The state pension today is very different than when it was first introduced on New Year's Day, 1909. On this day, more than 500,000 people over the age of 70 who had worked all of their lives, had passed a means test and were deemed 'of good character' queued up at their local Post Office to collect a pension of five shillings (25p) which would be worth about £20 in today's money.
Nowadays, things are very different. Now just under 13 million people (men over 65 and women over 64) claim their state pension, with a full one being about £160 per week (this works out at about £8300 per year). One in seven pensioners, that's about two million people in the UK, survive on nothing else apart from their state pension.
The Future Is Bleak
However, the future is bleak for the state pension, and it is becoming increasingly clear how much more important workplace schemes will come into play in future years. At the moment, it costs the UK more than £100 billion per year to pay the state pension, but these costs will continue to rise over the next few decades. According to figures from the Office for National Statistics, by the mid-2030s, the cost to the UK taxpayer of the state pension will be £200 billion and by the 2050s it will be £300 billion.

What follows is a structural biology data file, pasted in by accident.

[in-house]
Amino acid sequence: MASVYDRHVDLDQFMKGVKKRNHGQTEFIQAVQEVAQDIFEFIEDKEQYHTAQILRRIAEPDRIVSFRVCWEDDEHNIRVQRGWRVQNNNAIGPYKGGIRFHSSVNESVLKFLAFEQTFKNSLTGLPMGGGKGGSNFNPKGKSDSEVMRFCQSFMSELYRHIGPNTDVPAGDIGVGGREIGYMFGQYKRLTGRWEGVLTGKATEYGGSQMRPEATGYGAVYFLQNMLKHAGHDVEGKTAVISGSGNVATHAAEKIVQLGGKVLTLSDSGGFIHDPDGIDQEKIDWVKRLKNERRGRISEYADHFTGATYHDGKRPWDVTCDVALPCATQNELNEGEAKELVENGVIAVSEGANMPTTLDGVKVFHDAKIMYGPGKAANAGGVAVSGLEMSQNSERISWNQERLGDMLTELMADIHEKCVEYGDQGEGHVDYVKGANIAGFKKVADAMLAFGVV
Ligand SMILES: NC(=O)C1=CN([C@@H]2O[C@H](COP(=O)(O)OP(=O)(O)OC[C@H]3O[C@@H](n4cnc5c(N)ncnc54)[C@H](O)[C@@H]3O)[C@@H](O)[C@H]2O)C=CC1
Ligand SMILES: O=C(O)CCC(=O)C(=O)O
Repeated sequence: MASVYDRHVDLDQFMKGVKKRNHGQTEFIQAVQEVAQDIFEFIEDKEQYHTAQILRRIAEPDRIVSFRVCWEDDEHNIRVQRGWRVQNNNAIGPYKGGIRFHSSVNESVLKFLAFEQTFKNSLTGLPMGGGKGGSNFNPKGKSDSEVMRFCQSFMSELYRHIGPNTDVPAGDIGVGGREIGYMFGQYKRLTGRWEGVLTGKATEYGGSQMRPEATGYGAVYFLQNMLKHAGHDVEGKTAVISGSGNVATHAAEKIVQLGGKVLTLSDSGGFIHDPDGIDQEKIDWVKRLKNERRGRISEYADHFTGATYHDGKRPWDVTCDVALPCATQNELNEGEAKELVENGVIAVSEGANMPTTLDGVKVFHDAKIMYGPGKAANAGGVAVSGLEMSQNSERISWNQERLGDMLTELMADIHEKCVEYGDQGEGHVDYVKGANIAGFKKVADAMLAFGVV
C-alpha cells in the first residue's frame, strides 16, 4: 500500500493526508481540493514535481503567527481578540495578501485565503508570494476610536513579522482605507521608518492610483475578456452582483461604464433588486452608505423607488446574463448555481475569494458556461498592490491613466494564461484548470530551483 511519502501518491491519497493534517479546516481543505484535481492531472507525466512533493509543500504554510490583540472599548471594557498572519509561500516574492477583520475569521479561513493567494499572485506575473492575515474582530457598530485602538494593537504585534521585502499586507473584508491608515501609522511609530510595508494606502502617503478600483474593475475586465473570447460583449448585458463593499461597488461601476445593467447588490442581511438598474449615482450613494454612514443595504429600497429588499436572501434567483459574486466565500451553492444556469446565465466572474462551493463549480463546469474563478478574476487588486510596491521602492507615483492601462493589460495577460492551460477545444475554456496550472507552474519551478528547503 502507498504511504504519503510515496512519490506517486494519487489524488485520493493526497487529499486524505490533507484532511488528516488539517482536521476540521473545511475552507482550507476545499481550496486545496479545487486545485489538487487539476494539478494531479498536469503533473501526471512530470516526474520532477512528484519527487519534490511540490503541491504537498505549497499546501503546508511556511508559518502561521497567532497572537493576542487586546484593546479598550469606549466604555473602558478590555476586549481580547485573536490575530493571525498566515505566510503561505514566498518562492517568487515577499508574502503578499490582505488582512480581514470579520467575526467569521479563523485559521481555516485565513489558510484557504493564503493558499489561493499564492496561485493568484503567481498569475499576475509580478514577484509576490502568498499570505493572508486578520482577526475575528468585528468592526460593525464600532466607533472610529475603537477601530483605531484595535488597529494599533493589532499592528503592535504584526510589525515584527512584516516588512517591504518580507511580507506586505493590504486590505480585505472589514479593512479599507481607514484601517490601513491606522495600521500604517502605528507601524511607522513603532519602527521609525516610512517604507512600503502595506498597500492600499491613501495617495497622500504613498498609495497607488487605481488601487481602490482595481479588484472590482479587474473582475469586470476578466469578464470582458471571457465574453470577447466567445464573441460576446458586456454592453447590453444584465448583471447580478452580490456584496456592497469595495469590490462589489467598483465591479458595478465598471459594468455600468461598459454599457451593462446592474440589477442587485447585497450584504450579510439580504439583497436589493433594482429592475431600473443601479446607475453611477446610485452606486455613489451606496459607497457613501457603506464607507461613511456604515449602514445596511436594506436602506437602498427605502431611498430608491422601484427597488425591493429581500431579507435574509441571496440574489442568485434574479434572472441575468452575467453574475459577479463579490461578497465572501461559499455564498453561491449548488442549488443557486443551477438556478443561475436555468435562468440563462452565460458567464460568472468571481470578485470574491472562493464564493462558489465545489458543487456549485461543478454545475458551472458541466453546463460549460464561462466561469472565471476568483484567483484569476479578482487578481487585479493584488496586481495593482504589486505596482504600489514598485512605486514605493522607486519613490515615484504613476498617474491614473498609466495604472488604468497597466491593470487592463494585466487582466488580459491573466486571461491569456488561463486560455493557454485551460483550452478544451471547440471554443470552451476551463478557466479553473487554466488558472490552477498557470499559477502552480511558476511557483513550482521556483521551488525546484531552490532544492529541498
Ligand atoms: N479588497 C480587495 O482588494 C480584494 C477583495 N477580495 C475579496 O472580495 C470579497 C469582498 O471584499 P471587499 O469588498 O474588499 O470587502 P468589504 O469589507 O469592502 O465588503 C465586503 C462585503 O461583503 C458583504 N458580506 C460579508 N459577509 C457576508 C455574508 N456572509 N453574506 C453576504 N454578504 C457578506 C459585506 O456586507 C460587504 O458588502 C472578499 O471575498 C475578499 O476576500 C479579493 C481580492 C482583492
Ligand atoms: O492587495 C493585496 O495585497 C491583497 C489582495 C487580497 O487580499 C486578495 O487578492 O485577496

According to the Centre for Policy Studies' research fellow Michael Johnson, the reason is clear for this increase in costs.
"From 1940 to 2010 the state pension age didn't move at all. In 1940 it was 60 for women, 65 for men, as it was in 2010. But life expectancy over that 70-year period had increased by around 17 years, so we are faced with a fundamental problem that this is something we should have addressed a very long time ago and didn't and therefore to address it now makes it much, much more challenging."
Thankfully, the arrival of auto enrolment has meant that the UK is taking a step in the right direction. Since its introduction, millions of more people are now saving for retirement, helping to ease the burden on the state. Whilst auto enrolment as it exists now will not cure the future pensions crisis, it does help to tackle it and does highlight the need for people to start looking at their own retirement prospects.
More needs to be done though with the state pension says Michael Johnson, who says that a fixed pension age is an unfair lottery, with some getting barely a few years of pension and others getting 30 years or more.
"The life expectancy of the 65-year-old Chelsea man is around about 88. For Tottenham Green man it is about 71. So Chelsea man will enjoy the state pension for about 22 years and Tottenham Green man will enjoy it for approximately five. That seems extremely unjust to me."
Whatever the future of the state pension, it's clear that the population as a whole in the UK may not be able to rely on the fact that it will be there forever or in full, and should actively engage with how they intend to fund their retirement.